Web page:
John F. Kennedy and the Race to the Moonby J. Logsdon
Pub. Date: 12/15/2010
Publisher: Palgrave Macmillan US
On May 25, 1961, President John Kennedy declared: “I believe that this nation should commit itself to achieving the goal, before this decade is out, of landing a man on the moon and returning him safely to earth.” Over his remaining time in the White House, JFK actively involved himself in space decisions and several times reviewed his
On May 25, 1961, President John Kennedy declared: “I believe that this nation should commit itself to achieving the goal, before this decade is out, of landing a man on the moon and returning him safely to earth.” Over his remaining time in the White House, JFK actively involved himself in space decisions and several times reviewed his decision to go to the Moon, each time concluding that the benefits of being the leader in space outweighed the massive costs of the lunar landing enterprise. Logsdon traces the evolution of JFK's thinking and policy up until his assassination, which brought to an end his reexamination of the program's goal and schedule and his hope to collaborate, rather than compete, with the Soviet Union in going to the Moon. This study, based on extensive research in primary documents and archival interviews with key members of the Kennedy administration, is the definitive examination of John Kennedy’s role in sending Americans to the Moon.
- Palgrave Macmillan US
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- Palgrave Studies in the History of Science and Technology Series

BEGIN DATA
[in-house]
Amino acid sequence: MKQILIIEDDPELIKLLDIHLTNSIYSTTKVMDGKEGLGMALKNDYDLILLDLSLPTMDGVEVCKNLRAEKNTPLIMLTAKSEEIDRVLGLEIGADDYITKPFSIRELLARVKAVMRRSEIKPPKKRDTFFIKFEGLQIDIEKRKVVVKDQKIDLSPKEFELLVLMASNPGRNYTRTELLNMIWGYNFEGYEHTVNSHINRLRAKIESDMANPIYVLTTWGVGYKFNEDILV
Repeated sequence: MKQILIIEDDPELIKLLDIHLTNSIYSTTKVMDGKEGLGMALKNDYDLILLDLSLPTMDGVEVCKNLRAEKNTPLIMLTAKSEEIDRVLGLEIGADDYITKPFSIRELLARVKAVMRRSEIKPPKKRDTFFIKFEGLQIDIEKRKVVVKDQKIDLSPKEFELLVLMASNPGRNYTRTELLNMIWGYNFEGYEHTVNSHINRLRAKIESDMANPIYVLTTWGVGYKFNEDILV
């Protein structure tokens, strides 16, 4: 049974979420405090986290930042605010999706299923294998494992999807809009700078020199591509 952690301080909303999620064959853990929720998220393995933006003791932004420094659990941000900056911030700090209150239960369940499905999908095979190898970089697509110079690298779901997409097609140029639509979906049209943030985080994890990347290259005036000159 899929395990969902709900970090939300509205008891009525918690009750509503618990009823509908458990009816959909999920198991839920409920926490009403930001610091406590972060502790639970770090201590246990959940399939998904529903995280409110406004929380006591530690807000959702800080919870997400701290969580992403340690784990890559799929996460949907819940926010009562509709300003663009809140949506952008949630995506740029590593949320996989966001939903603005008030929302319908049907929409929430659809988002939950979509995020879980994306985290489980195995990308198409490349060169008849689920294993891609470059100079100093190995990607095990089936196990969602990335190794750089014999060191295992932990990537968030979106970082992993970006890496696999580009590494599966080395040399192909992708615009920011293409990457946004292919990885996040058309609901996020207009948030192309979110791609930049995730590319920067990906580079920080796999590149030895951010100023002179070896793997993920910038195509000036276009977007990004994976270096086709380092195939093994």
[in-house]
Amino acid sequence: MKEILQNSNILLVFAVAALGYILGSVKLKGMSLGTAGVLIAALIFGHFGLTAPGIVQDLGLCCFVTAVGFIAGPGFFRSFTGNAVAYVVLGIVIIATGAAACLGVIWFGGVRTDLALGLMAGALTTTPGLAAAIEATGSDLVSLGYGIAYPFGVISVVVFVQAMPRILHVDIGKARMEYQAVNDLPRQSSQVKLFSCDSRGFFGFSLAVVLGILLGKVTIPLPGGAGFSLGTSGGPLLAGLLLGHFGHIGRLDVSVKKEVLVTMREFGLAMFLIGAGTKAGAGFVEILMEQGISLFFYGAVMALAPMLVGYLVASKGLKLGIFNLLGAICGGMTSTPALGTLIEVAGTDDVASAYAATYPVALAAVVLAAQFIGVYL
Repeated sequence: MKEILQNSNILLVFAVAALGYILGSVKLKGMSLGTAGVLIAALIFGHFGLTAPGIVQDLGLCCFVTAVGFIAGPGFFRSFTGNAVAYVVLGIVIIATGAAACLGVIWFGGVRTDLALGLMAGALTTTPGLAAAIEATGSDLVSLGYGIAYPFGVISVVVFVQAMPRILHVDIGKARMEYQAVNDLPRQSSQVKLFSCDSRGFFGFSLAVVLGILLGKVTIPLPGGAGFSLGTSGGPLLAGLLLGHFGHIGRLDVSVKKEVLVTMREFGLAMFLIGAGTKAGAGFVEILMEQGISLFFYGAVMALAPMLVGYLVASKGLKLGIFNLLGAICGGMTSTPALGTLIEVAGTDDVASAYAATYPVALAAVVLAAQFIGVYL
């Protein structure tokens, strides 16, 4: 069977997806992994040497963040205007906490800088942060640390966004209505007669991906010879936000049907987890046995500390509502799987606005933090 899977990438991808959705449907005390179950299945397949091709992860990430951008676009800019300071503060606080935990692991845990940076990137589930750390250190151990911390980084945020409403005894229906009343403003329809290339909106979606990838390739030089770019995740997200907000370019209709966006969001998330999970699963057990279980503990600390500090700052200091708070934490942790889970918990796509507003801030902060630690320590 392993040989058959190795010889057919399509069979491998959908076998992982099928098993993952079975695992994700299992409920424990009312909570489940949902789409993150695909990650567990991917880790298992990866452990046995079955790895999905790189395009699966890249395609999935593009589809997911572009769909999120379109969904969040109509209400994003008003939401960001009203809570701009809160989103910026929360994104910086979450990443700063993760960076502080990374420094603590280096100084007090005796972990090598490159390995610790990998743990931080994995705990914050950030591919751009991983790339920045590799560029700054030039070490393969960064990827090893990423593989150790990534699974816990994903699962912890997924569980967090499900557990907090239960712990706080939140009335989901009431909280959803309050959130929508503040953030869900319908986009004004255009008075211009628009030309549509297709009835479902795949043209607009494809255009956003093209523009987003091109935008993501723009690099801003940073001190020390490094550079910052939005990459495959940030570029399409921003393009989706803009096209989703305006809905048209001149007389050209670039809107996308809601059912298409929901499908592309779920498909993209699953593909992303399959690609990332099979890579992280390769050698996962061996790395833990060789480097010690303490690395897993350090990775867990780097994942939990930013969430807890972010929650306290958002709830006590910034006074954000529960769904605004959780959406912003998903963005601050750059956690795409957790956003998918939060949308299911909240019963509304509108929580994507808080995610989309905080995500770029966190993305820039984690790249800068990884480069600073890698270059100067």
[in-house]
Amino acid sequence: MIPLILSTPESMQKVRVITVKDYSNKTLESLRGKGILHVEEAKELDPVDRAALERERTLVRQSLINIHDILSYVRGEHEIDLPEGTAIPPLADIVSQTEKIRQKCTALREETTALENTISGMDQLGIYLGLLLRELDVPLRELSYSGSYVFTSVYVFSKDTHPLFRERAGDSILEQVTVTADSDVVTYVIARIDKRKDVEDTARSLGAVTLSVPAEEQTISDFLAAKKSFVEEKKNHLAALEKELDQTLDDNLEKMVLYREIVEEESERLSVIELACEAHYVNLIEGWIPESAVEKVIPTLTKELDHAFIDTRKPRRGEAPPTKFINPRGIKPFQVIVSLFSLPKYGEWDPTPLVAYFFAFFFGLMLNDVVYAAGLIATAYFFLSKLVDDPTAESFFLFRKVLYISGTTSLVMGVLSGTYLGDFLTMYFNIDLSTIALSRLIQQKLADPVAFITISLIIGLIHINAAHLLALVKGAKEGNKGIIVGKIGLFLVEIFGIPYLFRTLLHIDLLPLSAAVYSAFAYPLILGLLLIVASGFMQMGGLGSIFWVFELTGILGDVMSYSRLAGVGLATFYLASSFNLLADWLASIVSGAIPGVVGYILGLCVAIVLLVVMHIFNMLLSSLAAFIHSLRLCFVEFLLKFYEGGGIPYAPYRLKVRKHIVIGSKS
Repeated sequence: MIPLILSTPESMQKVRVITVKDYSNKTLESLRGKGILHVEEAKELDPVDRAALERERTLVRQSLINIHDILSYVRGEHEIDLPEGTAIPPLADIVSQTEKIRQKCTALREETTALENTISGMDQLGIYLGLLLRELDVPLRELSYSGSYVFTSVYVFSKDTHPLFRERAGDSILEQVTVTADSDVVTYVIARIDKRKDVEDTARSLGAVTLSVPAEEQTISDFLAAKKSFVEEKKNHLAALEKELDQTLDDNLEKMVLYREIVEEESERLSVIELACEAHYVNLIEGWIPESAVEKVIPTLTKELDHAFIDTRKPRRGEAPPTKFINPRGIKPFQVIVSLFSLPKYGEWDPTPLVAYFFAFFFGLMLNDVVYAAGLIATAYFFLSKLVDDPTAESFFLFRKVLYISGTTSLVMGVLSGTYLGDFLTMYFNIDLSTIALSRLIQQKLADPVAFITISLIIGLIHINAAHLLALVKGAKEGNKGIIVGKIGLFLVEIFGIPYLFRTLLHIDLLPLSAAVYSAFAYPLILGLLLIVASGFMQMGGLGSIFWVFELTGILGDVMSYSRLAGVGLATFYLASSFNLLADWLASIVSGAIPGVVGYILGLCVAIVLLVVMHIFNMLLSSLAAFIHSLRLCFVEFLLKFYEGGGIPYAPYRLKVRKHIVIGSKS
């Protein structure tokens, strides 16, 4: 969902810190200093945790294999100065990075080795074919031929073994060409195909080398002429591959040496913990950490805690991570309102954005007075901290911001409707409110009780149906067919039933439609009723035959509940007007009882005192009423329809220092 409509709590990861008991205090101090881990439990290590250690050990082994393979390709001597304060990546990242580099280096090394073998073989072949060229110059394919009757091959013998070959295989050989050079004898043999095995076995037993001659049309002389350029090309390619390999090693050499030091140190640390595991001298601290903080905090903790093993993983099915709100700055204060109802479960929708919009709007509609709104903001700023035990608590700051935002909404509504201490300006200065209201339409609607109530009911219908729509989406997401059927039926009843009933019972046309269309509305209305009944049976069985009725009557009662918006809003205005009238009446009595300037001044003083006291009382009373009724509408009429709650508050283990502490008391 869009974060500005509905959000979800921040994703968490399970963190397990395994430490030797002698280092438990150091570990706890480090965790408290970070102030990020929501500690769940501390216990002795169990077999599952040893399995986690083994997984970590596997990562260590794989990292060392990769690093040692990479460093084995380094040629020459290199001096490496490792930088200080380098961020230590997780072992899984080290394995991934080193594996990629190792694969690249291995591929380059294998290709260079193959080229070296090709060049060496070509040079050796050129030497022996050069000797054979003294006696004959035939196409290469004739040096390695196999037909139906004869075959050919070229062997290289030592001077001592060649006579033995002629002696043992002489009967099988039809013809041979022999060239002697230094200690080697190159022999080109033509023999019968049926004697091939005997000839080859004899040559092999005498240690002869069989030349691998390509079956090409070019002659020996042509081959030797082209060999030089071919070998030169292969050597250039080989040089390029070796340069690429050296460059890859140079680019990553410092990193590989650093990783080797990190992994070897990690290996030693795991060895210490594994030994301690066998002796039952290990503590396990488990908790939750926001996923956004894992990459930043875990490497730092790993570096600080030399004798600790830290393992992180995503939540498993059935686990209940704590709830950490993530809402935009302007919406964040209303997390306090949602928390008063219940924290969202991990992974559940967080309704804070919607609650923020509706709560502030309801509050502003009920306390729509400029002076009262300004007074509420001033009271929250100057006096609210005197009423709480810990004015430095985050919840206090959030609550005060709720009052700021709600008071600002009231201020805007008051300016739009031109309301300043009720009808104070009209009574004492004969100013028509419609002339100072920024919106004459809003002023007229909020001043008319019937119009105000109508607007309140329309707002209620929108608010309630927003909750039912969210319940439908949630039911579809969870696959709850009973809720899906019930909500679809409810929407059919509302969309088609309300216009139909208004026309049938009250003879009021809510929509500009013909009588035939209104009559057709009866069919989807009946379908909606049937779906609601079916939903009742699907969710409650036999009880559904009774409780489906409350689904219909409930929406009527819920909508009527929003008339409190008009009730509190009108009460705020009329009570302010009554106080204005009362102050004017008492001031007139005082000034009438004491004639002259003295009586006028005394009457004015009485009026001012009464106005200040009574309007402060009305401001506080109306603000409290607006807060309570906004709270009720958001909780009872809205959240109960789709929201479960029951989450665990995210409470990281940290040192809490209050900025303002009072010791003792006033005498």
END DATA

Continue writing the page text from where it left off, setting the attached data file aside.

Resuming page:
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As a long time space buff I eagerly opened John M. Logsdon's new book, John F. Kennedy and the Race To The Moon. I was not disappointed. Logsdon sets the stage by taking us back to late 1960 and early 1961 as John Kennedy became President and quickly became bedeviled by the Soviet Union's stunning accomplishment of Yuri Gagarin becoming the first man to orbit the Earth on April 12, 1961 and then the disastrous Bay of Pigs invasion of Cuba on April 17th. What could Kennedy do to begin to counter these setbacks? Professor Logsdon takes us through the internal decision making process whereby President Kennedy approved and announced to the Nation in an address to a joint secession of Congress on May 25, 1961 that "I believe that this nation should commit itself to achieving the goal, before this decade is out, of landing a man on the moon and returning him safely to Earth." The race to the moon was on, and the United States was not going to settle for second place. In the heat of the Cold War and with American prestige on the line, both Democrats and Republicans in Congress quickly backed this effort and with little controversy or debate approved massive increases in funding for this new national goal. These events, now fifty years old, seem even further away in time since today's bitter and highly partisan politics in Washington make it unimaginable that one of the largest government engineering projects in our history could be imagined, announced and the initial funding approved in a matter of months. It is to Professor Logsdon's credit that these developments seem reasonable and rational in the Kennedy Administration of 1961. While the book's historical narrative and analysis essentially ends with the assassination of the President in Dallas on November 22, 1963, Professor Logsdon provides a short but insightful discussion of the legacy of the Project Apollo and the successful moon landing missions. Although Project Apollo became a dead end, with the rockets and space capsules build at enormous cost for the mission abandoned and never to used again after the mid 1970s, it was a singular achievement and probably accomplished President Kennedy's main goal of generating international prestige through this triumph of space exploration. I highly recommend this short book (244 pages of text) to understand the initial Presidential decision making that America got to the moon - first.